My daughter recently completed her high school AP art portfolio. She had to do 24 pieces of art for her portfolio, 12 of which were along a theme. She chose creation myths as her theme, and she wanted to do one piece of fiber art in the set. She created this design, painted the needlepoint canvas, selected all of the fibers and stitch patterns, and stitched portions of it (with me providing some stitching heavy labor for her). She picked all the framing. We had so much fun collaborating on this piece together. And as a bonus, she got a perfect 5/5 on her portfolio and earned college credit toward her architecture degree. She is taking this piece with her to college.
Our EGA Chapter does a year long stitch-a-long for both linen and canvas. I didn’t care for the linen SAL, so I chose the canvas project instead. For the canvas SAL, it could be any autumn themed piece. I chose this Autumn Square, which was a freebie from Laura Perin Designs when I ordered some other charts from her. The piece itself was a very fast stitch and is roughly 3.75 x 3.75 inches completed. I wasn’t sure what I wanted to do with it at first, but finally decided to make it into a needlebook & scissor keep. I created the outside of the needlebook with some autumn themed fabric from my stash and stitched the needlepoint piece onto the front. I added “pages” of wool felt and added a pocket for small scissors and labels for different sizes of needles. I am very pleased with the results! Thanks Laura for the beautiful design!
By requests, here are rough instructions for how I assembled the needlebook. I haven’t had time to draw out diagrams, but will try to amend this in the future for clarity:
Kristin’s needlebook directions
This sweet little piece of counted needlepoint, entitled “Memory Box”, was a gift to my sister-in-law this past Christmas. It was designed by Kathy Rees as a fundraiser run by the National EGA to raise money for Alzheimer’s research. It was originally designed in purples (in keeping with the Alzheimer’s Association‘s colors), but I decided to stitch this completely from my stash. I love how it turned out, and it was very fun to stitch. I finished it in a box from Sudberry. I look forward to stitching more of Kathy’s designs.
I have done some sort of needlework since I was 10 years old, with the most prolific period for me being in my twenties. It was B.C. (before children), and I was early in my marriage and career. I belonged to the Monticello Needlearts Chapter of the Embroiderers’ Guild of America (even President for a year or two), and I enjoyed many different techniques. But once I had two children, my pace of stitching slowed substantially. Between working full time and raising two kids, there just wasn’t the time or energy at the end of the day.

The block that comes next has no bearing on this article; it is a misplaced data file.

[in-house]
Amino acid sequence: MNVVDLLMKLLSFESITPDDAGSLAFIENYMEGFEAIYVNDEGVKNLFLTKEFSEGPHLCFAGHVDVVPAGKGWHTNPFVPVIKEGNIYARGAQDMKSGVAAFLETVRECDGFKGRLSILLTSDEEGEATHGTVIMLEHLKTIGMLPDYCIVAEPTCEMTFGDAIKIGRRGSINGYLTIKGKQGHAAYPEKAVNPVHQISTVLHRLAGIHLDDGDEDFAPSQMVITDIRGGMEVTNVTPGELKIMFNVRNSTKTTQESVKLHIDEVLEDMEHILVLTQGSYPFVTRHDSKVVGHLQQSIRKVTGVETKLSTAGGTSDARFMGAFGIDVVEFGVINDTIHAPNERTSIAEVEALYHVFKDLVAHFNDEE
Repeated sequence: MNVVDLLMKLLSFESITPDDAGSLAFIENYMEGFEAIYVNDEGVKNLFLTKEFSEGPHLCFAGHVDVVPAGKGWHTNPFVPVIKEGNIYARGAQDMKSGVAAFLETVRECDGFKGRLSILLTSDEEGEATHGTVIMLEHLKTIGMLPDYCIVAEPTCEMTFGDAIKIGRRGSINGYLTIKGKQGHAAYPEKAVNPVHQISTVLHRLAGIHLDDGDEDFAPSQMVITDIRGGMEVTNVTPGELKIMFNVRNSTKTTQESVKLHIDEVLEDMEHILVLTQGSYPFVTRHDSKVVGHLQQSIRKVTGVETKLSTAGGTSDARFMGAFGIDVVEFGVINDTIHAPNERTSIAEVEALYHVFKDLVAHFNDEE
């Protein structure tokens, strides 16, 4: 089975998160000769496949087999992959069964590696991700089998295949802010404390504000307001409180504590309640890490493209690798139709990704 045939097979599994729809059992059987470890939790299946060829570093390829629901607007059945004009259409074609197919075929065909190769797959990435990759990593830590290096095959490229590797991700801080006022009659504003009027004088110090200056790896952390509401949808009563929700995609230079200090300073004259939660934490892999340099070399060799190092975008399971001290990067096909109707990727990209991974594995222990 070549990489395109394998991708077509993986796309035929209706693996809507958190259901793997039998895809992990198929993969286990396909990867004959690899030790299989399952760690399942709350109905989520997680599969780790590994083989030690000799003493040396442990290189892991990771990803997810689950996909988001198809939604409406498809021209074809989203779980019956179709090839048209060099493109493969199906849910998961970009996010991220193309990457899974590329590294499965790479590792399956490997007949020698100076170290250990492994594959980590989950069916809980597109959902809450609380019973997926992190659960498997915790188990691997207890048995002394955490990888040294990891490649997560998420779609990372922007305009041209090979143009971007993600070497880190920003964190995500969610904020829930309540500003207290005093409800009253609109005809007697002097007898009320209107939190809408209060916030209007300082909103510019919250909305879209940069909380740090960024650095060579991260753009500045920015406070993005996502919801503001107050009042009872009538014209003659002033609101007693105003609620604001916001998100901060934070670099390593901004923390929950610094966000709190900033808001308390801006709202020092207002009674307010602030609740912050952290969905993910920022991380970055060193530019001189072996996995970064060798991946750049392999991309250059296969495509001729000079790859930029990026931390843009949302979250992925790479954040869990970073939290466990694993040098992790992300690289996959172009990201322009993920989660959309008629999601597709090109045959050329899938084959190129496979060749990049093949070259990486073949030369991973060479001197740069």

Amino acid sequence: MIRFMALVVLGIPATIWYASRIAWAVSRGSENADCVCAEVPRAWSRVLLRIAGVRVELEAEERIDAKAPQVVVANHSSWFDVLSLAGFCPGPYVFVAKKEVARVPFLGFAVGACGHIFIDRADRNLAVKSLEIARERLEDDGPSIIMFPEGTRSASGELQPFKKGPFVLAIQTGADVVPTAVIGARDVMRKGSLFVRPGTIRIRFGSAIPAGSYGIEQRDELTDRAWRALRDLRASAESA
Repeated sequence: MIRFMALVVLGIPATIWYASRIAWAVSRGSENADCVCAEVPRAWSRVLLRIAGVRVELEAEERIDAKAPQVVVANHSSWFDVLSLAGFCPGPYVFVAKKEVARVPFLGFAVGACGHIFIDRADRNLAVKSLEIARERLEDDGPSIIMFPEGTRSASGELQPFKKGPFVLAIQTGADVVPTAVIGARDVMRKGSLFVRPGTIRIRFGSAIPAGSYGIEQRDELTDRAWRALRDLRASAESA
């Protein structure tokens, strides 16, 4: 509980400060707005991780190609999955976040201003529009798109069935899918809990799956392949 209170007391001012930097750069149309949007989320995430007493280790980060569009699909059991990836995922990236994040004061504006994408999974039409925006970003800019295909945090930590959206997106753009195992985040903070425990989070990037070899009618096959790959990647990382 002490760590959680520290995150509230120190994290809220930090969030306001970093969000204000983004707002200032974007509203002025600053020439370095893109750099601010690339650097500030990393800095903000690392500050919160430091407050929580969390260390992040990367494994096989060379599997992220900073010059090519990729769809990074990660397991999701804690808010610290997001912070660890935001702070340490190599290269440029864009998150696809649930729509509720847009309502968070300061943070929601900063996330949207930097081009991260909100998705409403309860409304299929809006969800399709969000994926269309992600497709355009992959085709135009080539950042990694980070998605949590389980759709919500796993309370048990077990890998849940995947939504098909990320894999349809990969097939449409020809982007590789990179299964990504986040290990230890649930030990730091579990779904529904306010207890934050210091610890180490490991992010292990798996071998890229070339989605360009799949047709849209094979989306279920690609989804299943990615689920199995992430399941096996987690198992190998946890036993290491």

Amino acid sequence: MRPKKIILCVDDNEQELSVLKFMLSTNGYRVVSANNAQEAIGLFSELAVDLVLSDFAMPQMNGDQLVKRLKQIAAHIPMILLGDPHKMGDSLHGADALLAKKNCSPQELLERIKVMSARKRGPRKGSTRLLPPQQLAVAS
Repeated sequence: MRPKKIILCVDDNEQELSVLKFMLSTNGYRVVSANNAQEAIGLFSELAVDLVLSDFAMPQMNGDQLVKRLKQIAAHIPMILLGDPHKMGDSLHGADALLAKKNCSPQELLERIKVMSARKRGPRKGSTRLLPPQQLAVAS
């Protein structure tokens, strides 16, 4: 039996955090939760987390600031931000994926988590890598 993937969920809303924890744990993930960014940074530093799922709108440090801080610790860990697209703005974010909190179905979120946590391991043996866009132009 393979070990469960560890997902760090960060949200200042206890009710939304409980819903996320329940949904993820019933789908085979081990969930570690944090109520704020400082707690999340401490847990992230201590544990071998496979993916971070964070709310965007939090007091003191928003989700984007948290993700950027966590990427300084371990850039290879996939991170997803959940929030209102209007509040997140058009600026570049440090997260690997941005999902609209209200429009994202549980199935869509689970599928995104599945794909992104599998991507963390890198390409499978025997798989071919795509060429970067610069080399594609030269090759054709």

Now, however, I have two teenagers who are pretty independent. With our move to Florida in autumn of 2017, one earning her driver’s license, and one having school and activities a short bike ride away, I suddenly had unexpected time on my hands. Around this same time, the National EGA began their EGA Stitch-a-long Facebook group. I joined and lurked that group for a time, but the bug hit me again, and soon I found myself rejoining EGA as a member-at-large. It was time to get stitching again!!!
After a few months as member-at-large, I started looking at the local EGA group. I found their Facebook group, went to one meeting, found the group super friendly and welcoming, and I soon transferred my membership to DuClay Chapter of the EGA. Between the national stitch-a-long group and stitching with my local chapter at least twice a month, I have refound my love of all things needlework.
With that, I am going to try to re-start this blog, focusing mainly on needlework and maybe other crafts here and there. I have *many* past pieces that I have not yet posted, so I will go back and post those in the coming months.
I hope that you enjoy what you see!
Yours in stitching,
I don’t even remember when I did this piece of needlework . . . probably BC (before children). I recall that the intent was a study in textures. There are only two stitches repeated in this design, but the fibers vary from cottons to silks to wools to metallics, giving the piece a lovely variety in texture. I keep this box on my desk at work to store post-it notes and other odds and ends.
This is a mystery project that I did a few years ago. The design is by Gay Ann Rogers, but the idea is that you pick your fibers and then mix and match options for each section of the piece. In theory, no two are alike. I love how it turned out, and it was a fun piece to do. I kept this piece for myself and it hangs in our bedroom.